In part 1 and part 2 we covered Consensus, State Transition System, Nonce, Mining etc.
These are necessary to understand this part. Part 1 and Part 2 are here in case if you want to have a look.
In this part, we are going to cover Algorithm to check if a block is valid or not, 51% Attack and Merkle Trees. So, let's go.
Algorithm to check validity of a block
- Check if the previous block referenced by current block exists and valid.
- Check the timestamp of current block is greater than that of previous block.
- Check whether the block is validated by proof of work.
- Let S be the state after the previous block is added.
- Assume TX is the transaction list containing n transactions since the previous block is published. Then, Set the state S[i+1] = APPLY ( S[i] , TX [i] ). If this function returns error at any point, exit and return false.
- Register S[n] as the state at the end of the current block returning true.
If it returns true at the end, the block is valid. Otherwise, invalid.
- Every part of the block chain is protected by cryptography except one thing which is the order of the transactions.
Consider the following steps done by an attacker:
- Send 10 BTC to someone in exchange for a product that can be delivered instantly online.
- Wait until the product is delivered.
- Generate another transaction using same 10 BTC to themselves. This is possible if the attacker is using the same UTXO numbers.
- Try to convince the network that the transaction made by attacker to themselves was the first one.
After these steps:
- By the time the attacker receives the product there will be some blocks already added to the chain.
- So, the UTXO they spent on the product becomes invalid after that block.
- Now, they can't spend the same UTXO again.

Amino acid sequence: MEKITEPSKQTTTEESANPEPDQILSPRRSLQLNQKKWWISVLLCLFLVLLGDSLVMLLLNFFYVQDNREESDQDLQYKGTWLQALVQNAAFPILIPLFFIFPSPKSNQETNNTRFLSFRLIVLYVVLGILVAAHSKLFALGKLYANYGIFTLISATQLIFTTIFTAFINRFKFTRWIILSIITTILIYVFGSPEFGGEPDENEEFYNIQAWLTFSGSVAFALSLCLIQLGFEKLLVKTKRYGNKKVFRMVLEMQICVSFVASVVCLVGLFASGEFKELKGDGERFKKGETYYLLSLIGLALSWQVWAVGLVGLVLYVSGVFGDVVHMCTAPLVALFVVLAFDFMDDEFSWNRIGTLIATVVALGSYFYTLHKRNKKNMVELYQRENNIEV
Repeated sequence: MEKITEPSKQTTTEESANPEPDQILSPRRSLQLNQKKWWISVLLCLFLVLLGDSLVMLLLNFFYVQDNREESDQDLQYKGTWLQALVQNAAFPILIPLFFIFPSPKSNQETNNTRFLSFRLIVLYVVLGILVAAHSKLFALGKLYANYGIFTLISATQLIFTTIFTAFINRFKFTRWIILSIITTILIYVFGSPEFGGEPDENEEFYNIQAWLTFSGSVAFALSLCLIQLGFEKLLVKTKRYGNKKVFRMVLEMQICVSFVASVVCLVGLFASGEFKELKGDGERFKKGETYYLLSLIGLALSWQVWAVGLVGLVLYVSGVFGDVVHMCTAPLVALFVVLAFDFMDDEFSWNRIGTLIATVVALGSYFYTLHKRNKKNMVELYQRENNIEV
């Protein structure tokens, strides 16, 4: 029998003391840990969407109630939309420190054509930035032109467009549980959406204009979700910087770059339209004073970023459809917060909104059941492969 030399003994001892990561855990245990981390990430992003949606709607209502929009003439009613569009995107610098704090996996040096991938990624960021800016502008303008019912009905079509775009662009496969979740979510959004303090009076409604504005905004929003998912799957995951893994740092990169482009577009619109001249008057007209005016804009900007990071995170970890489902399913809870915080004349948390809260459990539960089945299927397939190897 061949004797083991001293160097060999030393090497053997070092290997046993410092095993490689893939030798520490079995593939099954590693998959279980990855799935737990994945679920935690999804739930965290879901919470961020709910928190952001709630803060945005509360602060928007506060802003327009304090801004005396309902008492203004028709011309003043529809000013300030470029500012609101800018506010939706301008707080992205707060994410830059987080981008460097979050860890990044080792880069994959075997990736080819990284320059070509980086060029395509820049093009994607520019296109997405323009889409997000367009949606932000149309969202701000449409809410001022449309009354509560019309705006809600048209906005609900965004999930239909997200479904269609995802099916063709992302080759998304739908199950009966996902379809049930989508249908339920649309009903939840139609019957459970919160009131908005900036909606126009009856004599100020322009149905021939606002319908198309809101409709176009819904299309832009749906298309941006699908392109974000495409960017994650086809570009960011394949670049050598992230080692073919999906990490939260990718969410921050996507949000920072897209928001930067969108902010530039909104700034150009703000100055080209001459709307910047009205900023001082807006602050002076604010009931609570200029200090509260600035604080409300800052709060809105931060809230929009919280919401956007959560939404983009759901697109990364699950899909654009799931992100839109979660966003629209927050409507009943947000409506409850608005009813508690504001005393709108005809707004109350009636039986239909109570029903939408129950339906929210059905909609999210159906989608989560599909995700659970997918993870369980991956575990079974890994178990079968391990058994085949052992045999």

- So, now the attacker tries to fork (split) the block chain by creating his own version of it.
- From that point, the attacker needs to mine his own version until it becomes the longest chain, since the longest chain is considered as the genuine one as it shows more proof of work.
- But all other miners are mining the original chain. And, one miner can't outperform all other miners combined.
- So, obviously the original chain remains longer and considered as genuine by whole network.
- This shows that to alter the block chain, the attacker needs atleast 51% of the network's computational power to create longer chain according to their wish. Hence, 51% Attack.
- As we know, a block contains timestamp, nonce, previous hash and transactions in it.
- The transactions are stored in the form of a special data structure called Merkle tree.
- A merkle tree is a type of binary tree where the transactions of a block are the leaf nodes. Every leaf node is hashed which results in hashes of each leaf node.
- Every adjacent two hashes form another hash on the level above them. This process continues until a single root node is formed on top.
- Timestamp, nonce, previous hash and root node of the merkle tree are considered as header of a block. Actual transactions are not part of the header.
- Only header of a block is considered while hashing a whole block.
- A node in the network can download only the header of the block from one source. They download the part of the tree that is relevant to them from another source.
- Even a small change in one transaction leads to a totally different tree and a different block altogether which can't be validated with proof of work. So, it is safe.
- As of 2014, entire block chain takes 15 GB space and it grows by 1 GB every month.
- Storing this amount of data is possible for computers but not mobiles.
- A protocol known as Simplified Payment Verification (SPV) allows for another class of nodes to exist called Light nodes.
- They download only block headers, verify proof of work on block headers and then download branches which are relevant to them.
- This makes process easier for the devices with space constraints.
That's the end of the Bitcoin part of the Ethereum White Paper Simplified. From next article, we will get into Ethereum part of it.
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